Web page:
The Secret to Playing Music

I love music. I am entranced by classical orchestral pieces. I play any instrument I can get my hands on. So the question is, why did it take me so long to try this?

I started learning piano at a young age . . . not because I wanted to but because it was in the house and mom said I had to learn it before I got my dream instrument: a violin. I am majorly self-taught, but have had a few teachers over the years who taught me how to read music and add expression to what I play.

Recently I’ve been studying violin. Our neighbor and her friend play fiddle quite well and often participate in old-time fiddler’s groups across the country. When we get together they always want to teach me a new piece, and I’m eager to learn. However, it was only a few weeks ago that I really made a leap. It started when I read something about tuning to a certain frequency.

Before I take the deep dive, I must admit that many people consider this to be nothing more than a conspiracy theory. So don’t get your hopes up: it may not be some magical way to start playing perfect music, but on the other hand, I wouldn’t be writing this if I didn’t think it helped.

The secret I discovered was no more than a thread at first: something my dad said he’d heard in a cooky podcast. I tried it. And WOW, it was cool.

So we researched it, and here’s what I found!

First off, I should probably explain a little bit about tuning itself. Most tuners are factory-set to tune to 440 Hertz (abbreviated Hz). Depending on your tuner, you’ll be able to see this number displayed on the screen and be able to change it with the buttons on the tuner itself. When you tune your instrument, the tuner will display the note you’re playing, and tell you if you’re sharp or flat. As you adjust the tuning, you’ll see the display change. When you reach the “perfect pitch,” the tuner will show that you’re in tune. But by changing the number 440, you change what you tune to, so that an instrument that is in tune at 440 Hz will be slightly sharp on all the notes at 432 Hz. The lower the number of Hz, the lower the number of vibrations per second, the lower the sound. The difference between 440 Hz and 432 Hz is minimal: less than a half-step on the keyboard, so if it’s such a small difference, why does it matter? Basically everybody tunes to 440 because that’s what all the tuners are set to, but could there be something wrong with that? Or perhaps advantages to tuning to 432 instead?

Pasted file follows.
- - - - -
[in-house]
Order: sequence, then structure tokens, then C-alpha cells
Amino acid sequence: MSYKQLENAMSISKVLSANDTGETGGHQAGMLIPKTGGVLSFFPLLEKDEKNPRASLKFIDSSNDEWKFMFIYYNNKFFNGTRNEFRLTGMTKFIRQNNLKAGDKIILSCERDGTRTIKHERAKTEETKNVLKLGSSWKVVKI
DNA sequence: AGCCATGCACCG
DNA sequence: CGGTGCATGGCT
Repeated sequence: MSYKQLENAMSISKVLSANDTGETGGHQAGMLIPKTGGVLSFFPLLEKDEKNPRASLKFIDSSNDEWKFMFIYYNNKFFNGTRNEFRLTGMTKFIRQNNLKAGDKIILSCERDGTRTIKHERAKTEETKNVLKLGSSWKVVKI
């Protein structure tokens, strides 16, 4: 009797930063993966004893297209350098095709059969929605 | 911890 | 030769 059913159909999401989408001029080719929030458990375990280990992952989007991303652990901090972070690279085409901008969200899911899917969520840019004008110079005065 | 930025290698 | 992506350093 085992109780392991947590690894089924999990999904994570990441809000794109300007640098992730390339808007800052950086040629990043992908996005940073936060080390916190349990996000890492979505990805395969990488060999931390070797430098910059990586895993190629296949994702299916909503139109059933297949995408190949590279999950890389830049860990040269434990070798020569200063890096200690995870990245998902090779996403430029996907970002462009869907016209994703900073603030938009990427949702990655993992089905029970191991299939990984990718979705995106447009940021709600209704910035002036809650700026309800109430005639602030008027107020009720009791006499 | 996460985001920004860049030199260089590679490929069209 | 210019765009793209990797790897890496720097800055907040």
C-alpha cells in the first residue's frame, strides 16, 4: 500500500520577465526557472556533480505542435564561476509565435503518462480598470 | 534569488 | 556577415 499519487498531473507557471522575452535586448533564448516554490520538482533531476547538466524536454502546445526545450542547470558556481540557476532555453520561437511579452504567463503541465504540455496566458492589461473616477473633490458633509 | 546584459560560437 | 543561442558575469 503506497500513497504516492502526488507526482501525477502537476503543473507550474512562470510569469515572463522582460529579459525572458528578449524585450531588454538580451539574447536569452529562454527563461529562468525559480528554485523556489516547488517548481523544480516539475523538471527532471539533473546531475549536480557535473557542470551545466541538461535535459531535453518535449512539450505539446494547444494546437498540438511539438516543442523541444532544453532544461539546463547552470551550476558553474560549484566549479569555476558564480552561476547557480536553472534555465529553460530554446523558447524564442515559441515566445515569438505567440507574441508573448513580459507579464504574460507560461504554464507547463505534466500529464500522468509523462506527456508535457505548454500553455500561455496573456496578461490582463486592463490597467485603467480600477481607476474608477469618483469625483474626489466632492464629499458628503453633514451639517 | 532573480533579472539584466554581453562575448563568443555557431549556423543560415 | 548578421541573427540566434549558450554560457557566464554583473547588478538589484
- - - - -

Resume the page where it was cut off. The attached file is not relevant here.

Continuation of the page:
If you type in “432 Hz” to a web-search, you’ll find a ton of stuff on this. A lot of people become very opinionated on this subject, and sometimes it’s hard to find an unbiased opinion. If that’s what you’re looking for, I’m afraid you’ve come to the wrong place because personally, I developed a strong bias after about 30 seconds of playing a newly-tuned violin. The question: can I actually prove that it’s any more than a conspiracy theory?

I think that there are many concepts in the universe that cannot be proven with the information we have on hand, but which we can draw rather convincing conclusions for based on what we do have: information, sure, but also intuition. There’s a lot to the human brain that hasn’t been discovered. So really, what I’d encourage you to do is to draw your own conclusion. Listen to a few samples that I’ve linked below, see if you hear a difference between 440 and 432 Hz.

For now, here are a few things that stood out to me.

First of all, the number 432 is mathematically special: it’s the sum of four consecutive primes: 103, 107, 109, and 113. It is exactly three gross, or 12 squared. An equilateral triangle with perimeter equal to area has a square root of 432. Just for this, it seems, a lot of people have started using this tuning.

Second, there’s a ton of information on the internet about these frequencies in comparison. Everything that I have read points to 432 being related to a “natural” frequency, whereas 440 is referred to as “aggravating” or “grating.” If this was wrong or unimportant, I think you’d find a lot of conflicting opinions, or a lot less information altogether. Why would someone take the time to write about it if it didn’t make a difference?

Then again, it is also said that a man by the name of Joseph Goebbels, the Nazi minister of propaganda, made the change to 440 Hz as the standardized tuning, and that this was to inspire the people to war to align with Der Fuhrer’s wishes, and it was Der Fuhrer himself that said, “If you tell a big enough lie and tell it frequently enough, it will be believed.”

My personal conclusion is this: when I started playing at 432 Hz, it felt right. I definitely noticed a difference in the music, both in the sound and in my own development. A switch inside my brain seemed to have been flipped, and over the course of the next few days I improved drastically. All the notes lined up and glided together smoothly, but the music itself, the frequencies that I was producing as I played, sounded better.

I would encourage you to tune an instrument to 432 Hz for a few days, playing frequently, and see if you notice a difference in your ability to play. A lot of people seem to draw hasty conclusions after listening to samples, and there’s something to that, but I think there’s a lot more to actually making the music yourself.

If you’re not musically inclined, find some music you like and listen to it at 432 Hz for a few days! This change can be done inside of Audacity or Garageband.

So if this is all a conspiracy theory, or if people only say that because they can’t prove that it’s not, is still up for debate. But I think you’ll find that 432 Hz not only sounds a lot nicer, but helps you concentrate, get better sleep, and appreciate music a lot more.

The great 440 Hz conspiracy, and why all of our music is wrong: Alan Cross

432 Hz, a new concert pitch

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